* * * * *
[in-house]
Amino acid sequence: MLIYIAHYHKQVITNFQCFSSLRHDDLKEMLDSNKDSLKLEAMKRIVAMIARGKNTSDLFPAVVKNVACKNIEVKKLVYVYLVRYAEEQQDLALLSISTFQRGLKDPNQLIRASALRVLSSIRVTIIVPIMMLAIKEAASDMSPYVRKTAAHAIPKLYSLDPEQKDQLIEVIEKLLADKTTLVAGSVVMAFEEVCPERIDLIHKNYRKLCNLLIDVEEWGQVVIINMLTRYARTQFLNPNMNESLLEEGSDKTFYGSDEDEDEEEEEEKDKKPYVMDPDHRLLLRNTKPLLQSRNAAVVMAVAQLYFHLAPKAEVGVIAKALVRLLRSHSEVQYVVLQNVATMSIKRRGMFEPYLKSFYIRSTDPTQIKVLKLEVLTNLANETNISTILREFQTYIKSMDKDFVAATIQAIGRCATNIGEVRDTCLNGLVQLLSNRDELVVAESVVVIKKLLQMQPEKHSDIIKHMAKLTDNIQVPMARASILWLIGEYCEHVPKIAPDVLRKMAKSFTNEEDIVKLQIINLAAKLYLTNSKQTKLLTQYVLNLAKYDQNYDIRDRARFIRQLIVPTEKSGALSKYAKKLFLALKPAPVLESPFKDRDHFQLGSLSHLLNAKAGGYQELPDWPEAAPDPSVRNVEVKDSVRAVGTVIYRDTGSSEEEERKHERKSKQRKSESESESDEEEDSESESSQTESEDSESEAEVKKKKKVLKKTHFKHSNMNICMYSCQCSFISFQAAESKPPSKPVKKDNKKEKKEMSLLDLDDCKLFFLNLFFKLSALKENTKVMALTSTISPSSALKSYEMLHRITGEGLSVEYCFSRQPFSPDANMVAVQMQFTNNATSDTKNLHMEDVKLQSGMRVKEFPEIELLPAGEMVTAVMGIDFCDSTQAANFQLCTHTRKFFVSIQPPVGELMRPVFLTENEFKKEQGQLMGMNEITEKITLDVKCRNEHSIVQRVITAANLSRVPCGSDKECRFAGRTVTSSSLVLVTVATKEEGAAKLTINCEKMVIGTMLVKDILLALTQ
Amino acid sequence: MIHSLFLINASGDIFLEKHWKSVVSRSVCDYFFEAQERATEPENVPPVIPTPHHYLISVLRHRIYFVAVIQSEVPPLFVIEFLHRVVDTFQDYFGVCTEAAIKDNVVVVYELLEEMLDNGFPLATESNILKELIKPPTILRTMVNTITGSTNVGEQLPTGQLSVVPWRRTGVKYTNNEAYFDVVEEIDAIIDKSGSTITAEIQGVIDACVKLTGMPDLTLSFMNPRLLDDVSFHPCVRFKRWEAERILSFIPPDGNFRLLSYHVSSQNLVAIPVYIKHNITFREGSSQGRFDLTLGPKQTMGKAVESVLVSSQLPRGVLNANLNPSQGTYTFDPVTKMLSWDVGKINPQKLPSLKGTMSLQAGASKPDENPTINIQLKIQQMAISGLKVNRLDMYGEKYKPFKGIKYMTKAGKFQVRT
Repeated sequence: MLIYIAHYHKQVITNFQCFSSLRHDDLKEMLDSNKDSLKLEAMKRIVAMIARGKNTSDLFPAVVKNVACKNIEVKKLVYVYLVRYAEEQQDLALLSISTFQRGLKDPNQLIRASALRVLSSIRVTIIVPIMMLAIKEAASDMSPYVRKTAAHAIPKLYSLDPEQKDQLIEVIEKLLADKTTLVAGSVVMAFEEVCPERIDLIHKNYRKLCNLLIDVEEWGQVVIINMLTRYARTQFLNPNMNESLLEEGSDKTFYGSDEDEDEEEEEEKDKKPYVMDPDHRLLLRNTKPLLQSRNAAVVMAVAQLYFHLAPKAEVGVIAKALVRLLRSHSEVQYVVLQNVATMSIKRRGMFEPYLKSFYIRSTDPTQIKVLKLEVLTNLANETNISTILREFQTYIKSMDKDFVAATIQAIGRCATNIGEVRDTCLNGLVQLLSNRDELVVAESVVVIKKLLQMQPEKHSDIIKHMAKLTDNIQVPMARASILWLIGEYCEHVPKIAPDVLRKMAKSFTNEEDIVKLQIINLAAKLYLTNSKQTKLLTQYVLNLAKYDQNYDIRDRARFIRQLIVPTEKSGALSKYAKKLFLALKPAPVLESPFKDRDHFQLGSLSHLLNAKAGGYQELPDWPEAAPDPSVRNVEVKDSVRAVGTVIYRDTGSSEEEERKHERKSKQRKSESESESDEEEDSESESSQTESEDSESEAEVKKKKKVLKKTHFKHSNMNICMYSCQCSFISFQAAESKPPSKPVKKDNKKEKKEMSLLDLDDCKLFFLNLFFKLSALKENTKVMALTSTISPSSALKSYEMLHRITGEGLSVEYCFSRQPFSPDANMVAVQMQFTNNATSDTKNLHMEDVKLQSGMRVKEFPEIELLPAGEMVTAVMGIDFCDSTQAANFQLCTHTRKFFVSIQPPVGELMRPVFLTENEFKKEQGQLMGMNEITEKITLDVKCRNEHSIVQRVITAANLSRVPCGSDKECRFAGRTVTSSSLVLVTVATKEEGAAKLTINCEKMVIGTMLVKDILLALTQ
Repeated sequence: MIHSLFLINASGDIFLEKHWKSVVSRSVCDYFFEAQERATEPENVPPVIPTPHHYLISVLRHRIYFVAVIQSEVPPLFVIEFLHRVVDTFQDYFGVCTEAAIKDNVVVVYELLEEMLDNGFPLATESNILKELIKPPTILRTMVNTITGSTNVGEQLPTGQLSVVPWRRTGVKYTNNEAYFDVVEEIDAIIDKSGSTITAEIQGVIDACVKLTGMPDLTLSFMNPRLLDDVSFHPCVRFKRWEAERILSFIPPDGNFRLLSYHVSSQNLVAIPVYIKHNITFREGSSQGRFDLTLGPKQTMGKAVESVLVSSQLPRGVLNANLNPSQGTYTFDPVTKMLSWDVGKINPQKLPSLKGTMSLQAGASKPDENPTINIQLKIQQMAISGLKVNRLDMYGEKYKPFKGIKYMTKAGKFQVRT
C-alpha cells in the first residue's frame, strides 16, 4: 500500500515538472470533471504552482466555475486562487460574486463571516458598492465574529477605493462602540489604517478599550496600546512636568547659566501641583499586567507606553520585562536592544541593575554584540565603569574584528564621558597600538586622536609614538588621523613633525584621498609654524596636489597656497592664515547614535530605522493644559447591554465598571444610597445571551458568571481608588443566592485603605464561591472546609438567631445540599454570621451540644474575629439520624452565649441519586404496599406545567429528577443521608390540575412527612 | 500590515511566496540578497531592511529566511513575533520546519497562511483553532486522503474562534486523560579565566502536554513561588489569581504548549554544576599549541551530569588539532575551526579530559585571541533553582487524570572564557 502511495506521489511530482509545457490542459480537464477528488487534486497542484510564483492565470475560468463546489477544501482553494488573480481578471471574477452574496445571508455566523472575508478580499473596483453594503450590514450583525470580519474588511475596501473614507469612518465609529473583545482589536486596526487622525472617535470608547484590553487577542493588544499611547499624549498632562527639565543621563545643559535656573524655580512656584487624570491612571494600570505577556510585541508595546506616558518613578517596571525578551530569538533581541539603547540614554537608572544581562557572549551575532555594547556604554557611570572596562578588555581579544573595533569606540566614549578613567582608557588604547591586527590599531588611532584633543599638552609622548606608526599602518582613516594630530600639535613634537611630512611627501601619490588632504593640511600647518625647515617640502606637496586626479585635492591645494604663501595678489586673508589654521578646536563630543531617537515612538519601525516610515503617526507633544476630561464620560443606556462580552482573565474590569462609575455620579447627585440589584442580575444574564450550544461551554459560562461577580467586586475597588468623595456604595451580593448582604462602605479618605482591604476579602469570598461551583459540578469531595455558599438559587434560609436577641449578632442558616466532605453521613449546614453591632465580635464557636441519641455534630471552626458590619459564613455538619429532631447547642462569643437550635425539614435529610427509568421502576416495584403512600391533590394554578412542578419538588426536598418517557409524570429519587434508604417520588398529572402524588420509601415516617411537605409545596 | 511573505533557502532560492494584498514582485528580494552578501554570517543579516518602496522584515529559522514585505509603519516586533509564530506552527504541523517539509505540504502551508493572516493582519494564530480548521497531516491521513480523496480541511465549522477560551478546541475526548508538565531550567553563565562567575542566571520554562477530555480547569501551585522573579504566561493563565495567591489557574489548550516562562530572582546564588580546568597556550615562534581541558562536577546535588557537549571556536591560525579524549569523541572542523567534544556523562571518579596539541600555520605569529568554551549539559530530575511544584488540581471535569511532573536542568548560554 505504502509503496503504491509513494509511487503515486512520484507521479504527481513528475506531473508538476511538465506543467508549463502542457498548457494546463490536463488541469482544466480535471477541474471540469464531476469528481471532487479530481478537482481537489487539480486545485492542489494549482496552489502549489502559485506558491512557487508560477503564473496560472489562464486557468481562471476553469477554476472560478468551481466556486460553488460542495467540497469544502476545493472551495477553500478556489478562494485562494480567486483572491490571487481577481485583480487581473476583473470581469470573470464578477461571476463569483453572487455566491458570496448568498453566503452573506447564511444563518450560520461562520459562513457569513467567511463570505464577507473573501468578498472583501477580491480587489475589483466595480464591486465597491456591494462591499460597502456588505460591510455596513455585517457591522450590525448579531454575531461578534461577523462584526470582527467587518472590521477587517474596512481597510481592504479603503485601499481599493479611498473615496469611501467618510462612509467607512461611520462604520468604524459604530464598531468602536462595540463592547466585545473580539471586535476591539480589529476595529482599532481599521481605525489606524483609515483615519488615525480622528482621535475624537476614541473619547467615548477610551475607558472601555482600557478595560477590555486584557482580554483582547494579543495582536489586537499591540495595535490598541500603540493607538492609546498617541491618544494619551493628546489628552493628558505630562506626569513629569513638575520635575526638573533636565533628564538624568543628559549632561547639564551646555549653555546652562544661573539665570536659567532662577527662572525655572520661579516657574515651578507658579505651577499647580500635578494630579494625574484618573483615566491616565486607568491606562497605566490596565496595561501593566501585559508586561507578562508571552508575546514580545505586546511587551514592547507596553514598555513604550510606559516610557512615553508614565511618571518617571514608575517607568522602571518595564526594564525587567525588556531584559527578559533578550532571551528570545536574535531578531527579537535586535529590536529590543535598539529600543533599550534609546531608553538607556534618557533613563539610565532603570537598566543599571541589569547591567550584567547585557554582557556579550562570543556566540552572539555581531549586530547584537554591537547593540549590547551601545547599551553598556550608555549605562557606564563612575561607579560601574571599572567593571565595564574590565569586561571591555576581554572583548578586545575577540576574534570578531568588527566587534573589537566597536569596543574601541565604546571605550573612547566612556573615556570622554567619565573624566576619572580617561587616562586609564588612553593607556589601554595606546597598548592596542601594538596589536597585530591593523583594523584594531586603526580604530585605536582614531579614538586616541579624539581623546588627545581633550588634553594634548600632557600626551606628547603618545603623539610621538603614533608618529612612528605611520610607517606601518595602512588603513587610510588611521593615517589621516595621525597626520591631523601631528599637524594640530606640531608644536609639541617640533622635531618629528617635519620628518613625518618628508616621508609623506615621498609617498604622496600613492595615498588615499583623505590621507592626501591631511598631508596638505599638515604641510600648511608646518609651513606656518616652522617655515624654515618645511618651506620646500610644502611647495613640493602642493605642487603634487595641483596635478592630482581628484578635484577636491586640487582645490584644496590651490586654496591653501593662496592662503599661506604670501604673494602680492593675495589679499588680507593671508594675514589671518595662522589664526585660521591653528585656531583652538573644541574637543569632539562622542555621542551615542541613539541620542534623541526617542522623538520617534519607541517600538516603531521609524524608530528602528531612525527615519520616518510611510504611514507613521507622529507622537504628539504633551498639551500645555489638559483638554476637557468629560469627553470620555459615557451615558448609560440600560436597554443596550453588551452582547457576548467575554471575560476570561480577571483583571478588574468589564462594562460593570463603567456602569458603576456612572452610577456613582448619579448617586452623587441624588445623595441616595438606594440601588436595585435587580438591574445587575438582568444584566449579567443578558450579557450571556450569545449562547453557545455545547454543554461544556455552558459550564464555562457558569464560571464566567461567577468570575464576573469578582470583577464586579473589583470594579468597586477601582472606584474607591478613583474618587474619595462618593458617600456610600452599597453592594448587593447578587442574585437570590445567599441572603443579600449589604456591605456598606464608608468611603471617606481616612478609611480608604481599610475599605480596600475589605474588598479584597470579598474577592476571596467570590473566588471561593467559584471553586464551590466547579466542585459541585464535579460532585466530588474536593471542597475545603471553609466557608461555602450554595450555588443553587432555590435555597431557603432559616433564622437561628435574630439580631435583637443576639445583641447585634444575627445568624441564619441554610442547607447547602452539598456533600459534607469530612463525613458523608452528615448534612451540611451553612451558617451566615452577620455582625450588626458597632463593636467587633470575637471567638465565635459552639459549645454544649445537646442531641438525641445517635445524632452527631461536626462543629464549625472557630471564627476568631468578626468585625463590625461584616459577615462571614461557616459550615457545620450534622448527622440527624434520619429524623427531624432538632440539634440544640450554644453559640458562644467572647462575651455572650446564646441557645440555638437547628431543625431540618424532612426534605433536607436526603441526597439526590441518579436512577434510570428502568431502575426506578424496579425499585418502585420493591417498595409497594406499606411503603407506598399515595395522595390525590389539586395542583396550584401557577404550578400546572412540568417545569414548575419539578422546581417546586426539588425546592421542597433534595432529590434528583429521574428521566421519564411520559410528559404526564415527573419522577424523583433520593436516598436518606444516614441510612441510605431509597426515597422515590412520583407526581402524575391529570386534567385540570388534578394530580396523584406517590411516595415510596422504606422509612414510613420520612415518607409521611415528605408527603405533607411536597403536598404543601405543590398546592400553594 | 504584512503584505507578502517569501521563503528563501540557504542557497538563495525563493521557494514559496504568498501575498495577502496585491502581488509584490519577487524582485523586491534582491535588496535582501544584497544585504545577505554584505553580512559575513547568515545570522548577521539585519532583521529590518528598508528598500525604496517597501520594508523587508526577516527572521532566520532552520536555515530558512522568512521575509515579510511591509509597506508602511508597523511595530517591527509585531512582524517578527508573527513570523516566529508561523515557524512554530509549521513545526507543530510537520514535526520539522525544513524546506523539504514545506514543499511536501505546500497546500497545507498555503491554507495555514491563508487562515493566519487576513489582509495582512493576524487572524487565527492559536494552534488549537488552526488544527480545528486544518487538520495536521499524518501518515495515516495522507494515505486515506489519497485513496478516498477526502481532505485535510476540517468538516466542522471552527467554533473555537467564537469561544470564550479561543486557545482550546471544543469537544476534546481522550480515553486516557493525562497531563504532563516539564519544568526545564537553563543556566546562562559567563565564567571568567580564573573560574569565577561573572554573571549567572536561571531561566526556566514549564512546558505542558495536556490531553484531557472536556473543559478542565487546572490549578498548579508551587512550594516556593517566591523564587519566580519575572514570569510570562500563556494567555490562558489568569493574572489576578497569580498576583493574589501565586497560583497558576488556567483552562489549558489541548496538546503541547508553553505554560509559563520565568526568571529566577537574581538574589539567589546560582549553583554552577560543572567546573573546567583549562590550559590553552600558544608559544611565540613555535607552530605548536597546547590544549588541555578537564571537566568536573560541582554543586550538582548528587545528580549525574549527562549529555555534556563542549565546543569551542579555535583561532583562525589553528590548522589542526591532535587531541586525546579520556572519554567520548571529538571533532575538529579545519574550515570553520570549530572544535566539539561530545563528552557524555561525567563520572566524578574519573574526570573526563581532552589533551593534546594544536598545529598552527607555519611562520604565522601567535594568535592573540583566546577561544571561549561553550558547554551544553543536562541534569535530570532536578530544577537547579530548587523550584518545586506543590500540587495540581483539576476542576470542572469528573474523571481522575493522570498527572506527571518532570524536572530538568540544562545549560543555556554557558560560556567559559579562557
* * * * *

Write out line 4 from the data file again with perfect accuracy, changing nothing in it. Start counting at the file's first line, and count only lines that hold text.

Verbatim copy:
Repeated sequence: MLIYIAHYHKQVITNFQCFSSLRHDDLKEMLDSNKDSLKLEAMKRIVAMIARGKNTSDLFPAVVKNVACKNIEVKKLVYVYLVRYAEEQQDLALLSISTFQRGLKDPNQLIRASALRVLSSIRVTIIVPIMMLAIKEAASDMSPYVRKTAAHAIPKLYSLDPEQKDQLIEVIEKLLADKTTLVAGSVVMAFEEVCPERIDLIHKNYRKLCNLLIDVEEWGQVVIINMLTRYARTQFLNPNMNESLLEEGSDKTFYGSDEDEDEEEEEEKDKKPYVMDPDHRLLLRNTKPLLQSRNAAVVMAVAQLYFHLAPKAEVGVIAKALVRLLRSHSEVQYVVLQNVATMSIKRRGMFEPYLKSFYIRSTDPTQIKVLKLEVLTNLANETNISTILREFQTYIKSMDKDFVAATIQAIGRCATNIGEVRDTCLNGLVQLLSNRDELVVAESVVVIKKLLQMQPEKHSDIIKHMAKLTDNIQVPMARASILWLIGEYCEHVPKIAPDVLRKMAKSFTNEEDIVKLQIINLAAKLYLTNSKQTKLLTQYVLNLAKYDQNYDIRDRARFIRQLIVPTEKSGALSKYAKKLFLALKPAPVLESPFKDRDHFQLGSLSHLLNAKAGGYQELPDWPEAAPDPSVRNVEVKDSVRAVGTVIYRDTGSSEEEERKHERKSKQRKSESESESDEEEDSESESSQTESEDSESEAEVKKKKKVLKKTHFKHSNMNICMYSCQCSFISFQAAESKPPSKPVKKDNKKEKKEMSLLDLDDCKLFFLNLFFKLSALKENTKVMALTSTISPSSALKSYEMLHRITGEGLSVEYCFSRQPFSPDANMVAVQMQFTNNATSDTKNLHMEDVKLQSGMRVKEFPEIELLPAGEMVTAVMGIDFCDSTQAANFQLCTHTRKFFVSIQPPVGELMRPVFLTENEFKKEQGQLMGMNEITEKITLDVKCRNEHSIVQRVITAANLSRVPCGSDKECRFAGRTVTSSSLVLVTVATKEEGAAKLTINCEKMVIGTMLVKDILLALTQ